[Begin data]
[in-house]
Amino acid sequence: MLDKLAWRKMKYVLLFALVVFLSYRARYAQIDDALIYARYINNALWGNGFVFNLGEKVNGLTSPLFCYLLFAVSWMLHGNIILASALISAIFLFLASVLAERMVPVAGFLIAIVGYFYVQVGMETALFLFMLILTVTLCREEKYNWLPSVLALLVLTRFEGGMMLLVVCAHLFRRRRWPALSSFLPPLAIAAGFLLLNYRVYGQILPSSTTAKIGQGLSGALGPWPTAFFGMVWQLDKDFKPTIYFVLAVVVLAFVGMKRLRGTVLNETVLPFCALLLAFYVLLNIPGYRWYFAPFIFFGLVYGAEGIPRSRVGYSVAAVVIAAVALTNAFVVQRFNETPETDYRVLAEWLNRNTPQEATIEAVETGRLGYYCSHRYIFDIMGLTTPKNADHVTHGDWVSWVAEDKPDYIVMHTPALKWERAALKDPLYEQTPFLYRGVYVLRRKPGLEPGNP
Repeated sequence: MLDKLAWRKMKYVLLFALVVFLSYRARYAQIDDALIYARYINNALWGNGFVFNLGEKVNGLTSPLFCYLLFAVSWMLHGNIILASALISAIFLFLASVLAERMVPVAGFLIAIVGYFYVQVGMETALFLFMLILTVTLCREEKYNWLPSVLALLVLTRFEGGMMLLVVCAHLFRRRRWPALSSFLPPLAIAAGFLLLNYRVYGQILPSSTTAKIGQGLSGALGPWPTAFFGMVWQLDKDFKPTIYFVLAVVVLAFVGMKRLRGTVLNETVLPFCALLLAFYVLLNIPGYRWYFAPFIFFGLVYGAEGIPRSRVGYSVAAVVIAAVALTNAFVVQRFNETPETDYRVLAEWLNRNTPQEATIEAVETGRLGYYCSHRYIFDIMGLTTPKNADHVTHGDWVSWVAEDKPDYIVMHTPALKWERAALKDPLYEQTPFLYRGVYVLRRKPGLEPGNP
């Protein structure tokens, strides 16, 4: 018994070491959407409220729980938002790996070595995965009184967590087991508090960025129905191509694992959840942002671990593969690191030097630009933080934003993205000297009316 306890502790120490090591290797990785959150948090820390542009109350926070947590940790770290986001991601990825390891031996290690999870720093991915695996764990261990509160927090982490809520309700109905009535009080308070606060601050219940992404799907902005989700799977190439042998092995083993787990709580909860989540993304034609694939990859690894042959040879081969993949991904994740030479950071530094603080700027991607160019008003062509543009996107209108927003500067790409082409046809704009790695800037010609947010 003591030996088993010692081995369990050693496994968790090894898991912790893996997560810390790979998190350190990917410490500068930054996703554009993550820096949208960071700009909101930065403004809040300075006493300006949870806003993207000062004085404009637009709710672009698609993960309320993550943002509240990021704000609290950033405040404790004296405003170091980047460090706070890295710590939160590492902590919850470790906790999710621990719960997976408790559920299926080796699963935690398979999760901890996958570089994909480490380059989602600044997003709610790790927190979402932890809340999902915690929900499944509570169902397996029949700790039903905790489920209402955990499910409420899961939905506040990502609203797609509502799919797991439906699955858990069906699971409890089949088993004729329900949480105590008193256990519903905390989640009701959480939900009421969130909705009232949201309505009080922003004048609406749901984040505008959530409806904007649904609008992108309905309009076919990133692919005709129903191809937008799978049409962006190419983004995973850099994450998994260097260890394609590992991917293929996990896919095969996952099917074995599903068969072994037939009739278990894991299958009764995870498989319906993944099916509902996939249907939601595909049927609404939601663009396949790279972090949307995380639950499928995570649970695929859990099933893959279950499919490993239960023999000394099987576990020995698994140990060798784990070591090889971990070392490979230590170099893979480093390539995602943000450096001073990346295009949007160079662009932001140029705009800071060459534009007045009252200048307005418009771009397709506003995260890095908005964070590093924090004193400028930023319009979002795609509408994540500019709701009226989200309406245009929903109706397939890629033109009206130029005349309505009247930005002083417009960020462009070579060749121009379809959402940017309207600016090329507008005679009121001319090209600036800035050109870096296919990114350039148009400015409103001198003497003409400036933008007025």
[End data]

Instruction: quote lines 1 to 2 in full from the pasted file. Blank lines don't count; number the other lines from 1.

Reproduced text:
[in-house]
Amino acid sequence: MLDKLAWRKMKYVLLFALVVFLSYRARYAQIDDALIYARYINNALWGNGFVFNLGEKVNGLTSPLFCYLLFAVSWMLHGNIILASALISAIFLFLASVLAERMVPVAGFLIAIVGYFYVQVGMETALFLFMLILTVTLCREEKYNWLPSVLALLVLTRFEGGMMLLVVCAHLFRRRRWPALSSFLPPLAIAAGFLLLNYRVYGQILPSSTTAKIGQGLSGALGPWPTAFFGMVWQLDKDFKPTIYFVLAVVVLAFVGMKRLRGTVLNETVLPFCALLLAFYVLLNIPGYRWYFAPFIFFGLVYGAEGIPRSRVGYSVAAVVIAAVALTNAFVVQRFNETPETDYRVLAEWLNRNTPQEATIEAVETGRLGYYCSHRYIFDIMGLTTPKNADHVTHGDWVSWVAEDKPDYIVMHTPALKWERAALKDPLYEQTPFLYRGVYVLRRKPGLEPGNP